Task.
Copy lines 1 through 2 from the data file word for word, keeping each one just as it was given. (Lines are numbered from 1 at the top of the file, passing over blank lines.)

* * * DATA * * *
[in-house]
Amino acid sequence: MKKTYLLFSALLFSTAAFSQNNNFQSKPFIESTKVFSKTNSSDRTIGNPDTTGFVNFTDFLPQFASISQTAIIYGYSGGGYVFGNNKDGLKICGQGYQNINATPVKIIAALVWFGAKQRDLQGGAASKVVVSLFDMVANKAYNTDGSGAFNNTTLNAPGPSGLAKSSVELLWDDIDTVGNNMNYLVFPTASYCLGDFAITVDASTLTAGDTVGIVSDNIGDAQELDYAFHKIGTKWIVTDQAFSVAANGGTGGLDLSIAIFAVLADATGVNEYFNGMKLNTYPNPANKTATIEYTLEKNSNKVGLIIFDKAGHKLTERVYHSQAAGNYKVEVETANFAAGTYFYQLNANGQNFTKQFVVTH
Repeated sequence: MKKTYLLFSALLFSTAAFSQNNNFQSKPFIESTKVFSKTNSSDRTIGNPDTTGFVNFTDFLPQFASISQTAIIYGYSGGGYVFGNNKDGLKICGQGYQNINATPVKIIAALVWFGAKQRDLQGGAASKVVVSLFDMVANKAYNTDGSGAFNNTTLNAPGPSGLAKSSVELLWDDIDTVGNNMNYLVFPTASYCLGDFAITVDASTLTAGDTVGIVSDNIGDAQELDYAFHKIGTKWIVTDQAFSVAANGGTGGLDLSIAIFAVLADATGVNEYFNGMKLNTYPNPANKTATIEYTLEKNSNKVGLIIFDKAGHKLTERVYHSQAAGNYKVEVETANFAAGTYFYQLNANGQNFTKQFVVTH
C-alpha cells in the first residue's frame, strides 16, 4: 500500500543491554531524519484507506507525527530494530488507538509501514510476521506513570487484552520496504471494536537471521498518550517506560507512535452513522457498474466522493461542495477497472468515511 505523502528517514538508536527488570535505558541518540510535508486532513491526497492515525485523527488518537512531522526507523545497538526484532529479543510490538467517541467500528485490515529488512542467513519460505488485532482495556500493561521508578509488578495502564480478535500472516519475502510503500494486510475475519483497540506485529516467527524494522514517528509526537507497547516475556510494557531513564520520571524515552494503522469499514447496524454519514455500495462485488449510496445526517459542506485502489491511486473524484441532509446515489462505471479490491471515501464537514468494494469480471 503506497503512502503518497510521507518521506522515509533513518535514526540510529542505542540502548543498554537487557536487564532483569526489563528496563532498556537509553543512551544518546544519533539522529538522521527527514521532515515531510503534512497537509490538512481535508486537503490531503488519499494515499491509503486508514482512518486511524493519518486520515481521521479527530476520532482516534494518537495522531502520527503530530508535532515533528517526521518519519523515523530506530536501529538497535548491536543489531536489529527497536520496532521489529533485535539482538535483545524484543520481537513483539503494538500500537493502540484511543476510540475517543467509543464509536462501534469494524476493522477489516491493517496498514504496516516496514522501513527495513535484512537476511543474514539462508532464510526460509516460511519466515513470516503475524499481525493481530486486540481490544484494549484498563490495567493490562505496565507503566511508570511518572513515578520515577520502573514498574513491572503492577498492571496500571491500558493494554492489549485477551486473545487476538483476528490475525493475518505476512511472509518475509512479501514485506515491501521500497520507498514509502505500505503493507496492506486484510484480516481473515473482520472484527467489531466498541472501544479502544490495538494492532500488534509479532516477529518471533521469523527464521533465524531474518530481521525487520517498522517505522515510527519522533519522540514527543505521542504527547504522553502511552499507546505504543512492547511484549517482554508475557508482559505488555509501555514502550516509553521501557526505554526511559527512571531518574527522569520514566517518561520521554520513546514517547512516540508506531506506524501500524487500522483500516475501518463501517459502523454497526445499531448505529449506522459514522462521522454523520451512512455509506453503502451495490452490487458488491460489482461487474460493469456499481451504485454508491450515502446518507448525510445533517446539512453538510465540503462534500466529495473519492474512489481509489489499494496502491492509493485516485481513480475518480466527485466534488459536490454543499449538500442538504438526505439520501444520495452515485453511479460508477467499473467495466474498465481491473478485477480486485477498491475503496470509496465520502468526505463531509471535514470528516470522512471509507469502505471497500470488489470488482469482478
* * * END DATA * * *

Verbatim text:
[in-house]
Amino acid sequence: MKKTYLLFSALLFSTAAFSQNNNFQSKPFIESTKVFSKTNSSDRTIGNPDTTGFVNFTDFLPQFASISQTAIIYGYSGGGYVFGNNKDGLKICGQGYQNINATPVKIIAALVWFGAKQRDLQGGAASKVVVSLFDMVANKAYNTDGSGAFNNTTLNAPGPSGLAKSSVELLWDDIDTVGNNMNYLVFPTASYCLGDFAITVDASTLTAGDTVGIVSDNIGDAQELDYAFHKIGTKWIVTDQAFSVAANGGTGGLDLSIAIFAVLADATGVNEYFNGMKLNTYPNPANKTATIEYTLEKNSNKVGLIIFDKAGHKLTERVYHSQAAGNYKVEVETANFAAGTYFYQLNANGQNFTKQFVVTH